9

Stop. Right now. You don’t have a skewer/quick release system, you have a solid threaded axle that is secured to the frame by nuts. A quick release axle has an axial hole through it for the quick release shaft. What you are trying to remove is the axle itself. This looks like a cup and cone type so if you remove the axle the ball bearings will all fall ...


8

I don't have specific experience with this one, but the pictures suggest it works one of two ways: From where you're at now, you bonk the end of the axle on the non-drive sufficiently hard and the axle slides out, possibly taking the freehub with it, or if not then letting it be removed. You put the 5mm allen in the drive side end and a cone wrench on the ...


8

If the shell is aluminum and we're talking about the whole thing and not just the bearing races, the literal answer is flat out no, because aluminum doesn't have a fatigue limit. It will crack eventually. As to the question of can a hub bearing race, real or hypothetical, last literally forever in any kind of use, that's the kind of question everyone likes ...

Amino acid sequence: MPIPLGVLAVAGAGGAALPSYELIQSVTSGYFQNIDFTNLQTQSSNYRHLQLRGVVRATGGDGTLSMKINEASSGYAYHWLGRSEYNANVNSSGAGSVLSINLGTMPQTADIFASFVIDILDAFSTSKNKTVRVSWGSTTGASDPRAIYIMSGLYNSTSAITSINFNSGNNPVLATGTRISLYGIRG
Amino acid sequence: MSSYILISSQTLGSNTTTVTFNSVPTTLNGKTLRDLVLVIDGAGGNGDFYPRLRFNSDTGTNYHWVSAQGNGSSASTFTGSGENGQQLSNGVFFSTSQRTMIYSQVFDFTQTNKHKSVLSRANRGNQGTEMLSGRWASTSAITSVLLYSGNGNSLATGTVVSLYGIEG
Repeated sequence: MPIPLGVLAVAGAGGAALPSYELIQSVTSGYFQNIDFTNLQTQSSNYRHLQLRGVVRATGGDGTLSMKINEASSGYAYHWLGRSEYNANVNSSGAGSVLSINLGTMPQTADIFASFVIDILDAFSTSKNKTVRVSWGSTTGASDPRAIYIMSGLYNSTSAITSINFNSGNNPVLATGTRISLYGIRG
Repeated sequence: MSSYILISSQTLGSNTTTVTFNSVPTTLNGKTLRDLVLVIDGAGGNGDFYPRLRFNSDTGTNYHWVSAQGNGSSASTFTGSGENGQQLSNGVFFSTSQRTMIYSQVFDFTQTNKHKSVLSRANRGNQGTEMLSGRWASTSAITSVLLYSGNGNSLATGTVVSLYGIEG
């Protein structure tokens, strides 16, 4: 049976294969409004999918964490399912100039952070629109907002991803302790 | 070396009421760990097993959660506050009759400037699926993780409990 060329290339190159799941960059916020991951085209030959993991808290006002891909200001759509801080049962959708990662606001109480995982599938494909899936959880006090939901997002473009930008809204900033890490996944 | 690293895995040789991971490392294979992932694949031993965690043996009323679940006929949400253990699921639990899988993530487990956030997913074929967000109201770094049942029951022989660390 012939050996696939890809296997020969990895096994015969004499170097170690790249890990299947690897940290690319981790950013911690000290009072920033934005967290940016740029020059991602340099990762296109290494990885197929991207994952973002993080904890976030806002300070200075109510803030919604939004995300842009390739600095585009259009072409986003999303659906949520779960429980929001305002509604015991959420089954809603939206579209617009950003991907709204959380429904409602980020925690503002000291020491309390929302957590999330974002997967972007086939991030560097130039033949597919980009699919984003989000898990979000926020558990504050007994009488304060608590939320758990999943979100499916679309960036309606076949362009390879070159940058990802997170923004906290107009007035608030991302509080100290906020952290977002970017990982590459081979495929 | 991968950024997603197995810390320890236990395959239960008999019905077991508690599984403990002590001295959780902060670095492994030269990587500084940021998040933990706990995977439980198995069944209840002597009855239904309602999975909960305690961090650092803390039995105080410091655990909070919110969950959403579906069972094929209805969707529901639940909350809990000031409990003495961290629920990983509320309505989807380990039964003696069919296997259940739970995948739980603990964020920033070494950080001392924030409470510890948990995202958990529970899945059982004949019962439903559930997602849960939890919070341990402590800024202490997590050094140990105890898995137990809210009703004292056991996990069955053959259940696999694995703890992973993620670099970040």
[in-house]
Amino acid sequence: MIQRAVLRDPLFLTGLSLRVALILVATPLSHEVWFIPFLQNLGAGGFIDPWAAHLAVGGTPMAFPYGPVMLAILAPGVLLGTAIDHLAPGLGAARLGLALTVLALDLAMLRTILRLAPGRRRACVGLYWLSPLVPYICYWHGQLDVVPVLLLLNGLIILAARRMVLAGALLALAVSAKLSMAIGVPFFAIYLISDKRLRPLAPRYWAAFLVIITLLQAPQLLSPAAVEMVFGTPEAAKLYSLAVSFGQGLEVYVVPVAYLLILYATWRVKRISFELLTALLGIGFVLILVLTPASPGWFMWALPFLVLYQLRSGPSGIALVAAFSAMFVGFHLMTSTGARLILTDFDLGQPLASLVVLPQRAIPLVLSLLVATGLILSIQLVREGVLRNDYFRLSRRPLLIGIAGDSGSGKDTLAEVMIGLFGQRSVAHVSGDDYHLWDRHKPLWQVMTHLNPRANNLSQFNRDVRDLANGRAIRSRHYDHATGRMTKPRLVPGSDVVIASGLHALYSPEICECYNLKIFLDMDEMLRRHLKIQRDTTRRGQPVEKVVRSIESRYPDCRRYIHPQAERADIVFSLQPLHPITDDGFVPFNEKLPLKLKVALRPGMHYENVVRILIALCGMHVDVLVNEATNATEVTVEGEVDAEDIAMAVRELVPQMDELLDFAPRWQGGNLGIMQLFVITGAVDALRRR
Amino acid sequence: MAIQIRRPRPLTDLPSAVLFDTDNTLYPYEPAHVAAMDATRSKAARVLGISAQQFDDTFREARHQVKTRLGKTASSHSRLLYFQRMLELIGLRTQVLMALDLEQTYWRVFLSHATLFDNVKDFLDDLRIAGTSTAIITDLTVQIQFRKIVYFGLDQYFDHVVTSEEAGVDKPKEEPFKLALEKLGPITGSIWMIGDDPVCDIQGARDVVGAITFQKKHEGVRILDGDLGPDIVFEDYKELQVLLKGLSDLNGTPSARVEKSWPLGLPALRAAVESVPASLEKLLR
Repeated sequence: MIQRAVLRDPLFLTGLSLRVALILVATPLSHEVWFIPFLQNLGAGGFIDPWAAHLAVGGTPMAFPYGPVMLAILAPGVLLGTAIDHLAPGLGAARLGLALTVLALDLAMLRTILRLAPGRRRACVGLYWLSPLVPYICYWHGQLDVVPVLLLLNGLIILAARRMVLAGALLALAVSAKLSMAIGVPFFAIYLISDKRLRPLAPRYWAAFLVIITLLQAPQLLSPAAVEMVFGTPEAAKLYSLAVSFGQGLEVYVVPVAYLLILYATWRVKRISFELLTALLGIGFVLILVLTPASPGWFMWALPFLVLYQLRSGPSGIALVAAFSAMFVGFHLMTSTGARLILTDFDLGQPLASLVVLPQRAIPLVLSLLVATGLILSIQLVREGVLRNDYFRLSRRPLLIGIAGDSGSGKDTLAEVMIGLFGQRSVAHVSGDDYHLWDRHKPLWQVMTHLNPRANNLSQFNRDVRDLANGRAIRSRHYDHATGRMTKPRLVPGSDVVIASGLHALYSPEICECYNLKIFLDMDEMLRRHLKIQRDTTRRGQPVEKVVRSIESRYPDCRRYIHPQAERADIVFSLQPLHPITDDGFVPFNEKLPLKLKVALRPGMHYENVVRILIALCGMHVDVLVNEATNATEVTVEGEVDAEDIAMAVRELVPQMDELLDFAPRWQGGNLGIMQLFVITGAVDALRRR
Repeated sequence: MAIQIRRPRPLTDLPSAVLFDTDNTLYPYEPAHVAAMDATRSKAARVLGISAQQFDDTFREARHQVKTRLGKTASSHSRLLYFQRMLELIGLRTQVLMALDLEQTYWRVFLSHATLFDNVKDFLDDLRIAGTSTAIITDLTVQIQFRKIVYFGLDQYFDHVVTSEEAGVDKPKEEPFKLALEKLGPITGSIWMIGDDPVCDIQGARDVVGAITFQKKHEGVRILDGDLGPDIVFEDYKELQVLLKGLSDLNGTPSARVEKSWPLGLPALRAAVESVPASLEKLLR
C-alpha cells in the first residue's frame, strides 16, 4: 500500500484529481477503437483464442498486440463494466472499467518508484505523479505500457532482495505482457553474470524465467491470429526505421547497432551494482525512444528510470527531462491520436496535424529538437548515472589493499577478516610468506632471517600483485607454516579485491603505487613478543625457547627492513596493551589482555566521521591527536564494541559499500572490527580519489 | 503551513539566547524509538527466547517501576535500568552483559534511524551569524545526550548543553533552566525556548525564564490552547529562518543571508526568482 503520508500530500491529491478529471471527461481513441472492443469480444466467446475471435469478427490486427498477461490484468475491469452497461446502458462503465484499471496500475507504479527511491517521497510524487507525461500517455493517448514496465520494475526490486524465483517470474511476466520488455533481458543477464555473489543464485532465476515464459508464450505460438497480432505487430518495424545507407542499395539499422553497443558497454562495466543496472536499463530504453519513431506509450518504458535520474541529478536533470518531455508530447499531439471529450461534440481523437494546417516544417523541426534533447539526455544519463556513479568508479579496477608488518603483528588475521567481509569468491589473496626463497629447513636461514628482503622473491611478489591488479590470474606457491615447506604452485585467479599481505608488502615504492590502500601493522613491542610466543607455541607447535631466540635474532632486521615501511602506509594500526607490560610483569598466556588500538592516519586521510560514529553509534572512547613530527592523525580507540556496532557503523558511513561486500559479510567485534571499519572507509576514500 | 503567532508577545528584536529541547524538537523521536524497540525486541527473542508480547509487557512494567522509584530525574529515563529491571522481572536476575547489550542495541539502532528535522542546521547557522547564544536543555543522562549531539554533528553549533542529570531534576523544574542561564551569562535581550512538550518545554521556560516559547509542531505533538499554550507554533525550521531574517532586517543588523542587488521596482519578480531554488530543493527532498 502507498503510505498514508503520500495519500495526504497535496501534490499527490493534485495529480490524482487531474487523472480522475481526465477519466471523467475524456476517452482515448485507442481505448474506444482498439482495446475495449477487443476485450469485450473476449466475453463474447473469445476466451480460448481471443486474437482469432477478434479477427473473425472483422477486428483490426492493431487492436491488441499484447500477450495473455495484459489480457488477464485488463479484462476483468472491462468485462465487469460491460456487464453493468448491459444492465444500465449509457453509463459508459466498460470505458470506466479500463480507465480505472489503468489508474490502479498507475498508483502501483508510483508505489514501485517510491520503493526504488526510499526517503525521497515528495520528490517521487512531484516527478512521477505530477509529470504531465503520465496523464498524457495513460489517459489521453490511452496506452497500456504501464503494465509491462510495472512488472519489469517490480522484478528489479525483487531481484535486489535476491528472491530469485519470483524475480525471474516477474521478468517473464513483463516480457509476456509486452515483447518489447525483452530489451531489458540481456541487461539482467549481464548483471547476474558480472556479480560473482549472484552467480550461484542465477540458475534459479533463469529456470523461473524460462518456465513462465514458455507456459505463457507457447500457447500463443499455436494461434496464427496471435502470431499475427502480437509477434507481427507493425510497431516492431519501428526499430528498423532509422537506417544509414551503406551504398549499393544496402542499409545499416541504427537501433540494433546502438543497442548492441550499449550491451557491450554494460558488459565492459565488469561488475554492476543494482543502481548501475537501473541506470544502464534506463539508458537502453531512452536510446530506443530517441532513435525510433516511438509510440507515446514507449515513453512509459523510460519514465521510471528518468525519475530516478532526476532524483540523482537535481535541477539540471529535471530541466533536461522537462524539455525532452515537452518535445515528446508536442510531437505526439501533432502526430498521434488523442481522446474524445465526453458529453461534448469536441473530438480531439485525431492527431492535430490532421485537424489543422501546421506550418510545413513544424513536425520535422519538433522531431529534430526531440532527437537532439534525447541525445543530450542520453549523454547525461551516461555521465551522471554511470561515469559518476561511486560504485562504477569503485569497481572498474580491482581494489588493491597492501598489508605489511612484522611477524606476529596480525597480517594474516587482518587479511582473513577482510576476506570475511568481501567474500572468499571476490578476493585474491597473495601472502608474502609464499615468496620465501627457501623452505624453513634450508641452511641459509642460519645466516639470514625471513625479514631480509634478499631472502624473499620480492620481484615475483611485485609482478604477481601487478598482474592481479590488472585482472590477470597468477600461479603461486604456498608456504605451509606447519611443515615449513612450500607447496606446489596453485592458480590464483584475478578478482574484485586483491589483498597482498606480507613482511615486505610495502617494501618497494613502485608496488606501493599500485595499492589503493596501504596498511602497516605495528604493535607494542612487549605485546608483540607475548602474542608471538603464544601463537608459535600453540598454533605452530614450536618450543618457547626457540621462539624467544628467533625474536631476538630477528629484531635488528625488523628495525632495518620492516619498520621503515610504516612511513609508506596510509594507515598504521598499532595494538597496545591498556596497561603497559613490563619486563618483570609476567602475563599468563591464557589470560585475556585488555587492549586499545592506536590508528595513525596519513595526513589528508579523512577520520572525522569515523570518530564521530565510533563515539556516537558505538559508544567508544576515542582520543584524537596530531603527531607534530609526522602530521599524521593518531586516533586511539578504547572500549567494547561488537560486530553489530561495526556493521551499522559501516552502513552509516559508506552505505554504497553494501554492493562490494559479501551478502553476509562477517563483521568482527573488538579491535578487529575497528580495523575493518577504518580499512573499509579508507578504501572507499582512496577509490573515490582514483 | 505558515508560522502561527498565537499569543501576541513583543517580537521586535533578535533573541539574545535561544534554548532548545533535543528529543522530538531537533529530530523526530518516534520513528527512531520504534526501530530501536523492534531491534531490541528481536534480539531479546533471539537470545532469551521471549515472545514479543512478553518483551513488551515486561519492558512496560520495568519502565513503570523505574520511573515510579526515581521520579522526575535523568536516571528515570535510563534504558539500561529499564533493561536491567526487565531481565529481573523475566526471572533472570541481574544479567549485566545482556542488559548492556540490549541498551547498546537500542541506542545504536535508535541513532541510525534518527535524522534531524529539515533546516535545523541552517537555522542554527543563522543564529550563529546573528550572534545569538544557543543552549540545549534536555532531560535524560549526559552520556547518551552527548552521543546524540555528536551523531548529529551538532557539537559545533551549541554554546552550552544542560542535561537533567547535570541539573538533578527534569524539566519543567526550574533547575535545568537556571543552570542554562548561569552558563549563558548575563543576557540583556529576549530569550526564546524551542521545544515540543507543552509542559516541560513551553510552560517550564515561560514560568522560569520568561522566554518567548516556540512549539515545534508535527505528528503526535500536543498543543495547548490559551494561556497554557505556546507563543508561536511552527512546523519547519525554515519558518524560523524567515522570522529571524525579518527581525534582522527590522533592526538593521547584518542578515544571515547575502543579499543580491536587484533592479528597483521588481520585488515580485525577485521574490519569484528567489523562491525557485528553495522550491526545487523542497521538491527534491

8

Thats just the adhesive from the old rim tape. Get a cloth and some rubbing alcohol and rub away, and it should look brand new.


8

This almost exclusively happens because of external cam quick release skewers not clamping the wheel tight enough. Bike manufacturers love them because they're light, cheap, work fine most of the time, and nobody ever questions them when buying a bike. But they never have as much clamping force as internal cam types, and the problem is exacerbated once they'...


7